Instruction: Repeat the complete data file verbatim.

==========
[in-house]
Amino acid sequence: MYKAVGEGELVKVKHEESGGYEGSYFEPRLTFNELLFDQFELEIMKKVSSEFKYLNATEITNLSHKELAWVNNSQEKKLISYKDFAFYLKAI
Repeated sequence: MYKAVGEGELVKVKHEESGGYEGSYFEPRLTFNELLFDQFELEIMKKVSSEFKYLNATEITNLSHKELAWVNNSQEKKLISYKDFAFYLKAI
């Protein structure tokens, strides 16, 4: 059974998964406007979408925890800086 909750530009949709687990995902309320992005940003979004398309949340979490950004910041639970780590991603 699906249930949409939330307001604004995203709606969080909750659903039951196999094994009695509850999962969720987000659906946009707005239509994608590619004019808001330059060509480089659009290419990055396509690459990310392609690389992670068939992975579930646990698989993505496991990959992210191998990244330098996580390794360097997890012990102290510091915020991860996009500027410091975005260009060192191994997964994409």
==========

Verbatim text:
[in-house]
Amino acid sequence: MYKAVGEGELVKVKHEESGGYEGSYFEPRLTFNELLFDQFELEIMKKVSSEFKYLNATEITNLSHKELAWVNNSQEKKLISYKDFAFYLKAI
Repeated sequence: MYKAVGEGELVKVKHEESGGYEGSYFEPRLTFNELLFDQFELEIMKKVSSEFKYLNATEITNLSHKELAWVNNSQEKKLISYKDFAFYLKAI
């Protein structure tokens, strides 16, 4: 059974998964406007979408925890800086 909750530009949709687990995902309320992005940003979004398309949340979490950004910041639970780590991603 699906249930949409939330307001604004995203709606969080909750659903039951196999094994009695509850999962969720987000659906946009707005239509994608590619004019808001330059060509480089659009290419990055396509690459990310392609690389992670068939992975579930646990698989993505496991990959992210191998990244330098996580390794360097997890012990102290510091915020991860996009500027410091975005260009060192191994997964994409």